Video

Video Militant Assault in Syria Displaces Thousands of Kurds

A major assault by Islamic State militants on Kurds in Syria has sent a wave of new refugees to the Turkish border, where they were stopped by Turkish border security. Turkey is already hosting about 700,000 Syrian refugees who fled the civil war between the government and the opposition. But the government in Ankara has a history of strained relations with Turkey's Kurdish minority. Zlatica Hoke reports Turkey is asking for international help.
Video

Video CERN Accelerator Back in Business

The long upgrade of the Large Hadron Collider is over. The scientific instrument responsible for the discovery of the Higgs boson -- the so-called "God particle" -- is being brought up to speed in time for this month's 60th anniversary of the European Organization for Nuclear Research, known by its French acronym CERN. Physicists hope the accelerator will help them uncover more secrets about the origins of the universe. VOA’s George Putic reports.
Video

Video Whaling Summit Votes to Uphold Ban on Japan Whale Hunt

The International Whaling Commission, meeting in Slovenia, has voted to uphold a court ruling banning Japan from hunting whales in the Antarctic Ocean. Conservationists hailed the ruling as a victory, but Tokyo says it will submit revised plans for a whale hunt in 2015. Henry Ridgwell reports from London.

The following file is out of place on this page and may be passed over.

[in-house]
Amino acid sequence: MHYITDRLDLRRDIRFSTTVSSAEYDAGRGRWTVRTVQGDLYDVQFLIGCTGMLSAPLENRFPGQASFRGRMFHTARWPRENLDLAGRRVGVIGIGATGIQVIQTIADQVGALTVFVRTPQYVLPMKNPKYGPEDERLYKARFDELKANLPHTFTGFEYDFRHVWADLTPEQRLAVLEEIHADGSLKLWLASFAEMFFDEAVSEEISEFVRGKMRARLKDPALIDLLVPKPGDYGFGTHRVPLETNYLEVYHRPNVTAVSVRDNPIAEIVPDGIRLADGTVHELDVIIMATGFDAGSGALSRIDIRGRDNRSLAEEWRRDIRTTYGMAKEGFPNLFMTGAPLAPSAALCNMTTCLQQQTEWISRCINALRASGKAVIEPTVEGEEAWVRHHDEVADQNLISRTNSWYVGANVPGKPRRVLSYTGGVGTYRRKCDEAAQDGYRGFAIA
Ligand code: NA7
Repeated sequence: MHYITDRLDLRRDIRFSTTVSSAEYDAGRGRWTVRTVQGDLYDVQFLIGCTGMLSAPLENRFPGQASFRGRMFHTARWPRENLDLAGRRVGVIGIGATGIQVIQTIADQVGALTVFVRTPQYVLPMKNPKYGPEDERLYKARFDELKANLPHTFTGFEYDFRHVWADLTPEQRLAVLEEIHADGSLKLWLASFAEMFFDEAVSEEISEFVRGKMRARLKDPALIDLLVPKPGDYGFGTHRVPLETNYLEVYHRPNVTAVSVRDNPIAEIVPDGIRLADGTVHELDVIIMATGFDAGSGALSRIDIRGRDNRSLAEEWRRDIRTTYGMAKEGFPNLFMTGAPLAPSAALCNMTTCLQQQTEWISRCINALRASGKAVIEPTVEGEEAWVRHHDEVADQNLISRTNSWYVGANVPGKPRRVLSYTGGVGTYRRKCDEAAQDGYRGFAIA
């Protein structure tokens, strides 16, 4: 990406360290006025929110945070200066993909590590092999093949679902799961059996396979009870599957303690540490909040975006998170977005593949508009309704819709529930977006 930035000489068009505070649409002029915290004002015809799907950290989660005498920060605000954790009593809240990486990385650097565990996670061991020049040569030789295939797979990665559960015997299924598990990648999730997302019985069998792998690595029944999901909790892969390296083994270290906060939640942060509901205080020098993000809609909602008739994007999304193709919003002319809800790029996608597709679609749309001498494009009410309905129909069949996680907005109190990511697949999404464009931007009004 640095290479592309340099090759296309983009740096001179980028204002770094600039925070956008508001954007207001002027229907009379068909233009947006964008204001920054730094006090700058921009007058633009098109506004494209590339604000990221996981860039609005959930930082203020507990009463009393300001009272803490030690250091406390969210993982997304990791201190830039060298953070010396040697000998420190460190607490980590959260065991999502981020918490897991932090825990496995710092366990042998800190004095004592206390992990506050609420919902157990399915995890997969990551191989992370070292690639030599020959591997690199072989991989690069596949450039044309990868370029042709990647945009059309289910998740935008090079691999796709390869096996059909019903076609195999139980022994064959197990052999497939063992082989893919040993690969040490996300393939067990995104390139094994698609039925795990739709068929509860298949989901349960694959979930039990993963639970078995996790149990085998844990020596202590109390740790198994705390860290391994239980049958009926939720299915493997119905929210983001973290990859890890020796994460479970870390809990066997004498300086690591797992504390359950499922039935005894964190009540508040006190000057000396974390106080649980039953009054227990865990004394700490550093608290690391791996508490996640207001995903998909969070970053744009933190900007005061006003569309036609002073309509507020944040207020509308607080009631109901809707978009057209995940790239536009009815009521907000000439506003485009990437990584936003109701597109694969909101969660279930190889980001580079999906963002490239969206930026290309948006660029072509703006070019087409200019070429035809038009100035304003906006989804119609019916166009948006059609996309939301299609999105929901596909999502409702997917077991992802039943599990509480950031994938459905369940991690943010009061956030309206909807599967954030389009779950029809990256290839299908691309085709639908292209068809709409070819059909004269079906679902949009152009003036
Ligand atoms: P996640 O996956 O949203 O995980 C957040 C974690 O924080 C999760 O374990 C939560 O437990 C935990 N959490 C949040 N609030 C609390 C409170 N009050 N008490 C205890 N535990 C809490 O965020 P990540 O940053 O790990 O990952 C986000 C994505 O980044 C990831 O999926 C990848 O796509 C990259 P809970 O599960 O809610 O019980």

Video

Video Russian Economy Reeling After New Western Sanctions

A new wave of Western sanctions is hitting Russia’s economy hard. State-owned energy firms continue to bleed profits and Russia’s national currency plunged to a new low this week after the U.S. and the European Union announced new sanctions to punish Russia's aggressive stance in eastern Ukraine. But as Mil Arcega reports, the sanctions could also prove costly for European and American companies.
Video

Video Belgian Researchers Discover Way to Block Cancer Metastasis

Cancer remains one of the deadliest diseases, despite many new methods to combat it. Modern medicine has treatments to prevent the growth of primary tumor cells. But most cancer deaths are caused by metastasis, the stage when primary tumor cells change and move to other parts of the body. A team of Belgian scientists says it has found a way to prevent that process. Zlatica Hoke has more.
Video

Video Mogadishu's Flood of Foreign Workers Leaves Somalis Out of Work